California native Louis Waldon was best known as one of Andy Warhol’s “Superstars” and collaborated with the artist and film director from the 1960’s until Warhol’s death in 1987. An actor by trade, Waldon appeared in a number of Warhol’s avant-garde films, thrusting him into the Silver Factory’s most creative and productive years and into American pop-culture lore.
Waldon was actively involved in the fabrication of Warhol’s work, most notably his famed silkscreened images - which Waldon continued to create on his own until his death in 2013.
For over four decades, acclaimed photographer Norman Seeff has documented pop-culture history and produced some of the most iconic and enduring images of the world’s cultural icons.
Born in South Africa, Seeff arrived in New York City in 1968 and began shooting people he’d encounter on the streets and at parties, including Robert Mapplethorpe, Patti Smith, Andy Warhol and Johnny Winter. An introduction to graphic designer Bob Cato led to an assignment to shoot photos of The Band at Woodstock in 1969 – his first big gig. Seeff got lost on the way to the festival, arriving an hour late, but managed to capture a photo that ended-up as a poster in the “Stage Fright” album. “And suddenly I have an image in every bar in town. Every club. Every record store,” says Seeff.
He soon became Creative Director at United Artists Records, where he received 5 Grammy nominations for cover design, before opening his own studio on Sunset Boulevard in Los Angeles – in the space now home to the famed Bar Marmont.
Seeff’s photographic sessions during the 1970’s and 80’s became legendary sessions of celebration and creativity, attracting audiences of celebrities, and his images have contributed to the visual lexicon of the era and are included in some of the most prominent collections in the world.
Our limited edition prints of Norman Seeff’s classic images are produced under his supervision at his studio in Burbank, California.
Julian Lennon, son of John Lennon, has always felt that he has observed life differently, perhaps because his path through life has been so unusual. Nothing could be more apparent, as he reveals to the viewer his keen eye for composition and his gift for capturing an intimate moment. Julian seeks to depict his personal journey as an artist in the midst of unique life experiences.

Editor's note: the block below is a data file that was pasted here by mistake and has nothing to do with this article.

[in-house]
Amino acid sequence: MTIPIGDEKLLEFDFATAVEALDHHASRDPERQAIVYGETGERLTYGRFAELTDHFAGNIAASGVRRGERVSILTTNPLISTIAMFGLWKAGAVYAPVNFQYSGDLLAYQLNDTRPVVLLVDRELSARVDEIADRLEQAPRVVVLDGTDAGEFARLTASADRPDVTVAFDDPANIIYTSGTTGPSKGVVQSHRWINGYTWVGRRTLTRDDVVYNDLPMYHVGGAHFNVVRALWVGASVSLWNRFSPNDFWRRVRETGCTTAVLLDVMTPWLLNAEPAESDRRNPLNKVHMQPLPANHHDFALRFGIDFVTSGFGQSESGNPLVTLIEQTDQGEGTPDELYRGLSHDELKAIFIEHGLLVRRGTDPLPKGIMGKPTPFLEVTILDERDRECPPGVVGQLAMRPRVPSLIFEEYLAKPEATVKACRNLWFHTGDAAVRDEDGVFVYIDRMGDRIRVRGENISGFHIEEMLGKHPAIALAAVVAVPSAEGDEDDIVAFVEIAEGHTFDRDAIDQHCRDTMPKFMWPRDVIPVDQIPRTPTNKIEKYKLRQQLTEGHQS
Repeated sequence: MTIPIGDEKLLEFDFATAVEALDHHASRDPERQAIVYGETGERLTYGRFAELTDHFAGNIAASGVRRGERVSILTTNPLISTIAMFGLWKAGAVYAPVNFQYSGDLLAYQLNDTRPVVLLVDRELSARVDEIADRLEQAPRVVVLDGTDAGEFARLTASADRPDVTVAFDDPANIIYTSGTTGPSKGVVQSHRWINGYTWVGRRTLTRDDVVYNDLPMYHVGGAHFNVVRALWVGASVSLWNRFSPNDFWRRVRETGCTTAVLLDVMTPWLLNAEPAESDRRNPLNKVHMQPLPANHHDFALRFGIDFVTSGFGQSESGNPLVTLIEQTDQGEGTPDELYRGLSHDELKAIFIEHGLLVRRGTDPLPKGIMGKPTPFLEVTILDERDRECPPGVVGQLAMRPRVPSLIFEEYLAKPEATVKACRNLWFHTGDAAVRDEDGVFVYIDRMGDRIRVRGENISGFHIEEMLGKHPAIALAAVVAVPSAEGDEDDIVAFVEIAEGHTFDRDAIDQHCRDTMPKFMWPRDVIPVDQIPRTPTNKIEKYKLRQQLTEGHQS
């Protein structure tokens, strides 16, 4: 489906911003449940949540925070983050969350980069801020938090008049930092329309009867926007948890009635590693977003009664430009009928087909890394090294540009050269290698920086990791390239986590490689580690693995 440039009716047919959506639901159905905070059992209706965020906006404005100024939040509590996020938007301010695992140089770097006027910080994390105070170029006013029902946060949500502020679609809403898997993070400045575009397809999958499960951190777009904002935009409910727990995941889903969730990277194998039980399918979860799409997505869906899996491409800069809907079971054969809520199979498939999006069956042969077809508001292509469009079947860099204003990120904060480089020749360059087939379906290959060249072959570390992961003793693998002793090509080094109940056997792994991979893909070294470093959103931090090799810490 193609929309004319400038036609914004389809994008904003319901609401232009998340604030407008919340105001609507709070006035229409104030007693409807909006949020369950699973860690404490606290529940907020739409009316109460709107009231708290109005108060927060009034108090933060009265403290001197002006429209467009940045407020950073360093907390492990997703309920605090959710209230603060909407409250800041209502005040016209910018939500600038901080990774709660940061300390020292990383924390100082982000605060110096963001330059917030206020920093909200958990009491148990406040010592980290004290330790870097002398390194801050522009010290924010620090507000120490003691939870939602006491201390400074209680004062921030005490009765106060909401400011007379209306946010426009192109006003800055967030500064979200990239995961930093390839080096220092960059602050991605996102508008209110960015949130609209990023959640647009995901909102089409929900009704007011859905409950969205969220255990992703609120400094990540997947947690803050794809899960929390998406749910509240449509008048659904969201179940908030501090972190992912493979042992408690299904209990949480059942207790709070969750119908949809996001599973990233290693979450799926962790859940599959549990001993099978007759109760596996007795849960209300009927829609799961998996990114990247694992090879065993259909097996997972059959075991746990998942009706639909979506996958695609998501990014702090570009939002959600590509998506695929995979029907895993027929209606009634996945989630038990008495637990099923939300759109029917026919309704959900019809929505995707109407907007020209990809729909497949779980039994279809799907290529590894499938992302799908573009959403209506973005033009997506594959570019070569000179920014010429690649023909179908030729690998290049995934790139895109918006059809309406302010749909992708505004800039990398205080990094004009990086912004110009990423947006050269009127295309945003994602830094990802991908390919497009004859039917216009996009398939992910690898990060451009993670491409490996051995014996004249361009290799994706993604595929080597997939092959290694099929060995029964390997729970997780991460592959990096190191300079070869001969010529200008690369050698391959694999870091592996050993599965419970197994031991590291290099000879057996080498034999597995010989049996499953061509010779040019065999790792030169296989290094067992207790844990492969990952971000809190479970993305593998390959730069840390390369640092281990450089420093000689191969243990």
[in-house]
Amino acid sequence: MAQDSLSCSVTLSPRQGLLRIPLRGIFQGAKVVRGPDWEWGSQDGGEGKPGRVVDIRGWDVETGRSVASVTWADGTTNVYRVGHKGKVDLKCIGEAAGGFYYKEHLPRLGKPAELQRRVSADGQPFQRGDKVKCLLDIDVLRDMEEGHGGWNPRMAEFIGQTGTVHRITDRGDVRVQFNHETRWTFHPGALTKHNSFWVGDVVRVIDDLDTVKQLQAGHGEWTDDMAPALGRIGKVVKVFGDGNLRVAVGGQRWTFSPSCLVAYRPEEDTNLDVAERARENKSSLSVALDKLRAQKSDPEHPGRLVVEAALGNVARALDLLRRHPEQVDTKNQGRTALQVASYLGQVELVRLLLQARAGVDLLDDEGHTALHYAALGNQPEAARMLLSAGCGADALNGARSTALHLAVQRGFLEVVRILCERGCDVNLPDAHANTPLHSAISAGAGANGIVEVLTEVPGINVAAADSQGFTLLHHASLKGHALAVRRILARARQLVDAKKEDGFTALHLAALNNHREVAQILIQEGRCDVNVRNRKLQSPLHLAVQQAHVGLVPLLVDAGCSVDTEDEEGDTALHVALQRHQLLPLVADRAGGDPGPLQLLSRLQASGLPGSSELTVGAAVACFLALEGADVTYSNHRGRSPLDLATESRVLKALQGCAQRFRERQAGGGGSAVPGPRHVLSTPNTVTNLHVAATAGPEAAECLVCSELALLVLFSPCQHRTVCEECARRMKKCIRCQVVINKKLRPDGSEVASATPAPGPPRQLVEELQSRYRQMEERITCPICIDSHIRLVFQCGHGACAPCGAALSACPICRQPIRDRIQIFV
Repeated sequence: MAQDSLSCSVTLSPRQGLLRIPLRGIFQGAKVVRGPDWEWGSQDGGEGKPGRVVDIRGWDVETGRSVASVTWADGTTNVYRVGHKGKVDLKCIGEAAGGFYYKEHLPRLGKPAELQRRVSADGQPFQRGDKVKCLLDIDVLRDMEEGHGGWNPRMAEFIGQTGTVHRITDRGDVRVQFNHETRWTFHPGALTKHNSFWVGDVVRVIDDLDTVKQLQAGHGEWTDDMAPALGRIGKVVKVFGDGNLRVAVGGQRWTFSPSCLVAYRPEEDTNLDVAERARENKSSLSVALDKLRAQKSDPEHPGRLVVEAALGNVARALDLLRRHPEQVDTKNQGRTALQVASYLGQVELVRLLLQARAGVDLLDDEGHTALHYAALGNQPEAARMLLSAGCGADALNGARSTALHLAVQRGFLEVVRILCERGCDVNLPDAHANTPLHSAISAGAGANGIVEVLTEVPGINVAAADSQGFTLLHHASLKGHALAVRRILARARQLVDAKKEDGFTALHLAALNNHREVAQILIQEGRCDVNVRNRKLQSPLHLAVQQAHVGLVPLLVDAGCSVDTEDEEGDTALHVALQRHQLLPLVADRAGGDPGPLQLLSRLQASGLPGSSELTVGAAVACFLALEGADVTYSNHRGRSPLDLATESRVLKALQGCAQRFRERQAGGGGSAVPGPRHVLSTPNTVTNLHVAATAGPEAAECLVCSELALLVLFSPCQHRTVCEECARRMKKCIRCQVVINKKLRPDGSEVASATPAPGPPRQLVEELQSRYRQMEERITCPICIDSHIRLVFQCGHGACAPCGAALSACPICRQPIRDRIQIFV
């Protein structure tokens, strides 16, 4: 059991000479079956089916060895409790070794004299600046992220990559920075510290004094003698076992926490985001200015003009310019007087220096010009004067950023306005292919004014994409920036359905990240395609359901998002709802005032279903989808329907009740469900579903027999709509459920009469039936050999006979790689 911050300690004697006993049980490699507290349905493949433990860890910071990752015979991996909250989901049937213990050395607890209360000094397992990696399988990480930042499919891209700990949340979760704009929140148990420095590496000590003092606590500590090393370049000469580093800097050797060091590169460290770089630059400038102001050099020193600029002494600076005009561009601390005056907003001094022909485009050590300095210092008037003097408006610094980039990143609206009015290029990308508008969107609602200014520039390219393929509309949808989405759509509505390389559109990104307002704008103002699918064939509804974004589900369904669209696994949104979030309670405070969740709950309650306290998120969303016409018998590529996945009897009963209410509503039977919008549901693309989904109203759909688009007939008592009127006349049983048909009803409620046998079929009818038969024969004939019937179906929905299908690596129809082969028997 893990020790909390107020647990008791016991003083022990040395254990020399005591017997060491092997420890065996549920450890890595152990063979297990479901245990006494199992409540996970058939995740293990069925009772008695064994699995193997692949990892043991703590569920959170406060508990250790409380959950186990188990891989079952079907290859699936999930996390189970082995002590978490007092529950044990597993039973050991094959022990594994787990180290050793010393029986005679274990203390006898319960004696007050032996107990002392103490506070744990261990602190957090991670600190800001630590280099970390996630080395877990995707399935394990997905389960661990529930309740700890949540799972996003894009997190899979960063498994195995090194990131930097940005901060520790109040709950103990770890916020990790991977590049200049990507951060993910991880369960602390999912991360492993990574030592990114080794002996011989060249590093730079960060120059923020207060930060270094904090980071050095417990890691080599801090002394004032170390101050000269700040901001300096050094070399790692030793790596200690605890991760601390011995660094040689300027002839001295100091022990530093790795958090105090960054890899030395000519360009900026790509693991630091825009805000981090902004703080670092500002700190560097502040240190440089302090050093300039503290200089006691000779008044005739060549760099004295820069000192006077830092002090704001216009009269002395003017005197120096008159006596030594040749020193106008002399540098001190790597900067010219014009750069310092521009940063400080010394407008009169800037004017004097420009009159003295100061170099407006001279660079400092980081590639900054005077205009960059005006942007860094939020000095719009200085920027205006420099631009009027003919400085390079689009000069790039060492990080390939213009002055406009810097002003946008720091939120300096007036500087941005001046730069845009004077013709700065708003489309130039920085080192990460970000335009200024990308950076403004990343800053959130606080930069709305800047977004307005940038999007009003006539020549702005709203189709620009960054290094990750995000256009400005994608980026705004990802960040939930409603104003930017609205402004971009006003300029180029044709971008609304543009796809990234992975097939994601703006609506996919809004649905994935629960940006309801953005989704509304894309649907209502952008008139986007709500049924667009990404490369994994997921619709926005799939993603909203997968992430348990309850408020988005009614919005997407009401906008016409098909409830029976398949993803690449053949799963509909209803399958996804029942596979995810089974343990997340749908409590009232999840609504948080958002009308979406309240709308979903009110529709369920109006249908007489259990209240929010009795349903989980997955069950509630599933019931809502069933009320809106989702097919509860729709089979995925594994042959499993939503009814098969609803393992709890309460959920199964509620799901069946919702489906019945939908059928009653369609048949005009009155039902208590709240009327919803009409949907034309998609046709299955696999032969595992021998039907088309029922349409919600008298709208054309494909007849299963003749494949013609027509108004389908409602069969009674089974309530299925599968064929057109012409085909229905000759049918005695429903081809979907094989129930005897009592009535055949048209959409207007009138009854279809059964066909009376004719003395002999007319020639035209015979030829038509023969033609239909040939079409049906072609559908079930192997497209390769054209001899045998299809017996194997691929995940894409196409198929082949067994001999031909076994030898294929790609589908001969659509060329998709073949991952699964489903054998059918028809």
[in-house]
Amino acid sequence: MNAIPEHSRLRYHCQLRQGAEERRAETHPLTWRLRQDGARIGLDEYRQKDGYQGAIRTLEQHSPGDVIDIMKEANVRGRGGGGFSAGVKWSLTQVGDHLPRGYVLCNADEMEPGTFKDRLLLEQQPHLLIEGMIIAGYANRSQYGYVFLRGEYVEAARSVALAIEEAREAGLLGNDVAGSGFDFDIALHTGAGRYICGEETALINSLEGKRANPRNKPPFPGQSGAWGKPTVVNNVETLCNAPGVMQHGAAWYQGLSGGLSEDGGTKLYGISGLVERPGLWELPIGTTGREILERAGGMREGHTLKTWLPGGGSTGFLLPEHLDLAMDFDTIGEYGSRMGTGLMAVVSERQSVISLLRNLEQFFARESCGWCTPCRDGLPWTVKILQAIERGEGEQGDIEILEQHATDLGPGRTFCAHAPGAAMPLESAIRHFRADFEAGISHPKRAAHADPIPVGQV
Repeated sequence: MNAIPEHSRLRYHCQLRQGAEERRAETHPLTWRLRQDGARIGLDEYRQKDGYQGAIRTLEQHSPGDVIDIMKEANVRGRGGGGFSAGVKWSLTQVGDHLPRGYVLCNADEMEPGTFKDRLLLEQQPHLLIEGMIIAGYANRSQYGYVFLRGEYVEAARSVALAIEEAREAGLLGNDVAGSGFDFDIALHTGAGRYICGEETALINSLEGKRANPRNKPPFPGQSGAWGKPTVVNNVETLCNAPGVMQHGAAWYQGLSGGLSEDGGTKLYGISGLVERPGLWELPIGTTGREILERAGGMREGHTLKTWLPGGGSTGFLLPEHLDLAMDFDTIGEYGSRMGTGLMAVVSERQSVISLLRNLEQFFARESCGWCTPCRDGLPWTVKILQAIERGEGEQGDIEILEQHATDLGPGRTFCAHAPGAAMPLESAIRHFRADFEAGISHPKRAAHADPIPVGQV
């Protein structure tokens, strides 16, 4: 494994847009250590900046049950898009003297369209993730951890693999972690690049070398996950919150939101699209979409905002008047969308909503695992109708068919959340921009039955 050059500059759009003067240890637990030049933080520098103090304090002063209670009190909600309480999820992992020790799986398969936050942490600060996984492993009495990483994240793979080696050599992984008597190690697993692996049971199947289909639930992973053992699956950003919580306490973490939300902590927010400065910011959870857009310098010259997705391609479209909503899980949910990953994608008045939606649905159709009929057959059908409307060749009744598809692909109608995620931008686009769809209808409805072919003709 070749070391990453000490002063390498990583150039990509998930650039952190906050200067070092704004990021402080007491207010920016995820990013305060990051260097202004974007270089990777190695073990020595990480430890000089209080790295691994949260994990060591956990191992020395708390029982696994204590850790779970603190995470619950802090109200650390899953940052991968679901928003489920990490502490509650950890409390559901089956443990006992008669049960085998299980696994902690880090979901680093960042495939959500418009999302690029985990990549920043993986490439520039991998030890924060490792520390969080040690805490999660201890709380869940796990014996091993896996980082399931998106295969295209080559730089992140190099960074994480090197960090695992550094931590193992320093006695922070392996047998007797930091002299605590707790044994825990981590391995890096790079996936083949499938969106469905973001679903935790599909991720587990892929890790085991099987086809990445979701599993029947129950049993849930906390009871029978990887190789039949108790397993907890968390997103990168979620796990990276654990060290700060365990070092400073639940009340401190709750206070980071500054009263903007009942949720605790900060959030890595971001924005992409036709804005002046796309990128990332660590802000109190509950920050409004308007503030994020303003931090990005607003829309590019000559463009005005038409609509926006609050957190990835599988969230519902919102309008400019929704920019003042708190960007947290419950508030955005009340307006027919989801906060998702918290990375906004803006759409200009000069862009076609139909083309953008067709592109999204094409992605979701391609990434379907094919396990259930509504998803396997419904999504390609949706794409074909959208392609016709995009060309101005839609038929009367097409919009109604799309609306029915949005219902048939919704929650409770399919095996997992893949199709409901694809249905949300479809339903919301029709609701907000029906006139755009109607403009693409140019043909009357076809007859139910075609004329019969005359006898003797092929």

Daniele Albright’s work explores phenomena at the edge of visibility, whether directly as subject matter, or indirectly through a concern for the relationship between perception and cognition in the process of viewing. Interested in collapsing the contradictions between form and formlessness, her focus is on the immaterial as the indeterminate and shifting space between perception and the material world. A formative influence on her work was Lyotard’s 1985 Paris exhibition Les Immateriaux, which documented the rise of the immaterial as a defining factor of contemporary life. From the cultural habitation of ephemeral digital spaces to technology’s ability to map previously invisible phenomena, the more visual our culture becomes, the more, paradoxically, it immerses itself in the realm of the immaterial.
Paul Rusconi’s work is often comprised of portraits, usually of those who make up and influence popular culture, ranging from musicians and artists, to poets and politicians. Other themes in the work include the use of language and text, as well as images that are circulating through the myriad of media that we are confronted with daily, from magazine covers to video news feeds.
A recurring element throughout “Deep North” is the shotgun. What began as an interest in shotgun houses – small homes so-named because of how all the doors and hallways directly align – evolved into a literal use of the shotgun as a vehicle for creating art.
In “Deep North” the artist freezes life and action both literally and figuratively. Images of an ice-drenched shotgun house create a series of eerily serene tableaus. Sensual, abstract sculptures are revealed to be casts of actual gunshot blasts. An eight-minute film, entitled “Deep North” depicts a surreal, fantastical world, where bundled up characters repeatedly pass tubes of ice from one end of a shotgun house to the other.
Larson uses gunshot blasts to create artwork like traditional artists might use a paintbrush or chisel. In “Deep North” he creates mixed-media sculptures, images and other artworks by literally shooting objects repeatedly and then capturing or reconstructing the aftermath. His works, created in such a violent fashion are disturbingly upbeat,
As a part of an ongoing text series, “There are people...” is an investigation into the emotional and physical relationships we have with language in conjunction with materials that speak to my own queer identity. Through the meditative process of hand-stitching individual sequins through two layers of nylons, I present a visually appealing elucidation that references the unfortunate psychological effects brought on by the vulnerability we oftentimes share with others. All that glitters is not gold, and those who love us can leave us.